Donald Trump's economic populism, and his break with the established post-war conservative movement, has created an opening for new types of conservatism. Among these is the anti-market wing of the movement characterized by a renewed enthusiasm for trade controls, more spending on welfare programs, and more government regulation in the everyday lives of ordinary Americans.

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Does the Free Market Corrupt People?

The political theorist Michael J. Sandel is a popular teacher at Harvard, and his lectures circulate widely on YouTube and elsewhere. He attracted attention as a serious political theorist with his critical work on John Rawls, Liberalism and the Limits of Justice (1982). As most readers will know, I’m no fan of Rawls, and it’s easy to find poor arguments in his A Theory of Justice. But Sandel totally misunderstands him, and his attack on Rawls...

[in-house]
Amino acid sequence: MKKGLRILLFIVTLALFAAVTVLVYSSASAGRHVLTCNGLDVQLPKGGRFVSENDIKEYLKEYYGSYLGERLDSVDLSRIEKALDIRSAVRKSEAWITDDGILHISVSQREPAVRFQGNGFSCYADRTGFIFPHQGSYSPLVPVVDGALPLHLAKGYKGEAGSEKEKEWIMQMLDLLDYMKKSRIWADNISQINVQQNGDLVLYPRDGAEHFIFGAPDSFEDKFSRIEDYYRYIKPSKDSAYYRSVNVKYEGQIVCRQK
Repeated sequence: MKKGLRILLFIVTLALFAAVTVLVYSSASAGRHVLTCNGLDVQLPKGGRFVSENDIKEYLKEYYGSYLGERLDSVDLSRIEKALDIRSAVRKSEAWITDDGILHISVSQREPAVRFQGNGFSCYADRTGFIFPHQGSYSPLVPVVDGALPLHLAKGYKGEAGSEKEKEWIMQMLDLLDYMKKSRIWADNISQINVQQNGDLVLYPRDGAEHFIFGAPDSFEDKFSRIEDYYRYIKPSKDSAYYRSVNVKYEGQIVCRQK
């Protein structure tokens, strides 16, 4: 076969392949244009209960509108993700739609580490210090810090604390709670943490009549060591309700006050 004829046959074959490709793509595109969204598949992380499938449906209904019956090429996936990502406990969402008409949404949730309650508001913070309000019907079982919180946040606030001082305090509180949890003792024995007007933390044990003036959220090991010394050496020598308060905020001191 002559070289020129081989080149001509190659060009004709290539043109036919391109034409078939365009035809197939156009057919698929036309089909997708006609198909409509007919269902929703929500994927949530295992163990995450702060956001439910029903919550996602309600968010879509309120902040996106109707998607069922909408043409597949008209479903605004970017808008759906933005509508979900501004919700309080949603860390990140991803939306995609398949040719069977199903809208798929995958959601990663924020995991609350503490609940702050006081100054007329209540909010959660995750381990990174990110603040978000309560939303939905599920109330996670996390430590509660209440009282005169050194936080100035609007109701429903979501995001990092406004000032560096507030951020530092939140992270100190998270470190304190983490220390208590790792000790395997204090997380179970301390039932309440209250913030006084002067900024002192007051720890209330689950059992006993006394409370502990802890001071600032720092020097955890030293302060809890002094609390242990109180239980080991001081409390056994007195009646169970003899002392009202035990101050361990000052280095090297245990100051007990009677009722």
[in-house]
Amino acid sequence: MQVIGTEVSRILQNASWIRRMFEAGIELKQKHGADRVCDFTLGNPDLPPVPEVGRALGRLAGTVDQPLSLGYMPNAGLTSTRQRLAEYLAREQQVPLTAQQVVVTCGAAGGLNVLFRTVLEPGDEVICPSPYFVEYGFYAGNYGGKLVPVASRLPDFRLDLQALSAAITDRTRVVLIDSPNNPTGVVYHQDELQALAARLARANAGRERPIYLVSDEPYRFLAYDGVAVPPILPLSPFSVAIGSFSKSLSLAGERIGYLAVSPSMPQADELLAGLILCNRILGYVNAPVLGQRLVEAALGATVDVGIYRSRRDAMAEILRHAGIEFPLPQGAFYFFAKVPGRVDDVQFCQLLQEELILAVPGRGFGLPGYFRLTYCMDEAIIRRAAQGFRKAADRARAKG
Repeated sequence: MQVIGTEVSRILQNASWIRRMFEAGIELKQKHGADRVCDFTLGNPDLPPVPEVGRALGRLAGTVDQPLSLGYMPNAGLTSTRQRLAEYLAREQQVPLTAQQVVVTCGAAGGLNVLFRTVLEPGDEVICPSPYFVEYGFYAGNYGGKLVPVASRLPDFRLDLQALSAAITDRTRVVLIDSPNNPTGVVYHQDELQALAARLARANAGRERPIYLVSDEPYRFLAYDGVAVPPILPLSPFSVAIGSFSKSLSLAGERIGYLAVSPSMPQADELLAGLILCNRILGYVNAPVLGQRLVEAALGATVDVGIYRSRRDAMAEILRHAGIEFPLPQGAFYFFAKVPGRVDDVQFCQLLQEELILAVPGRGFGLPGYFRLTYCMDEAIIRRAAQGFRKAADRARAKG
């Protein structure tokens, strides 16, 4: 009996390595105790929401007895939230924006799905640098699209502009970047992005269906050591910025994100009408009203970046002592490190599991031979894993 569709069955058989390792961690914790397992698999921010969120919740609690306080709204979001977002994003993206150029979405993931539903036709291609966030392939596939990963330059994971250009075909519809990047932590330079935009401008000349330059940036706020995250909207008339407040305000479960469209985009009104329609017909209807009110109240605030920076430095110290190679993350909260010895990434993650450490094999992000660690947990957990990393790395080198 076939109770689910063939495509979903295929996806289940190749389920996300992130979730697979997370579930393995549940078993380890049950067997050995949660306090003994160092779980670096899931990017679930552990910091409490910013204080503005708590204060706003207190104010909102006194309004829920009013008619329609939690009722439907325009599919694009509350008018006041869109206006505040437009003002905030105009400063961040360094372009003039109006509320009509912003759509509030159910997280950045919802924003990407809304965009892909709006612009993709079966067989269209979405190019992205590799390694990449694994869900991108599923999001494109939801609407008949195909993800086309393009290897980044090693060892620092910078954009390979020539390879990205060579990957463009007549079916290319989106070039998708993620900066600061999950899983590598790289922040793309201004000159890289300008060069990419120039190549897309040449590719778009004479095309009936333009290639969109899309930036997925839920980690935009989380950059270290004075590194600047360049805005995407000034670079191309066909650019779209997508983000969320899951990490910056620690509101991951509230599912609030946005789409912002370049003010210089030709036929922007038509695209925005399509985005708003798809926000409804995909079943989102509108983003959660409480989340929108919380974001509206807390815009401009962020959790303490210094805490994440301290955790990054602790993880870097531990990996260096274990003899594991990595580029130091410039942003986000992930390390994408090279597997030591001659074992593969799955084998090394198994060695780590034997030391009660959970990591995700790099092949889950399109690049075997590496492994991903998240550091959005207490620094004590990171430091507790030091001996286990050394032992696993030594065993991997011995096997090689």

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Why the European Recovery Plan Will Likely Fail

The €750 billion stimulus plan announced by the European Commission has been greeted by many macroeconomic analysts and investment banks with euphoria. However, we must be cautious. Why? Many would argue that a swift and decisive response to the crisis with an injection of liquidity that avoids a financial collapse and a strong fiscal impulse that cements the recovery are overwhelmingly positive measures.

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Why the New Economics Just Boils Down to Printing More Money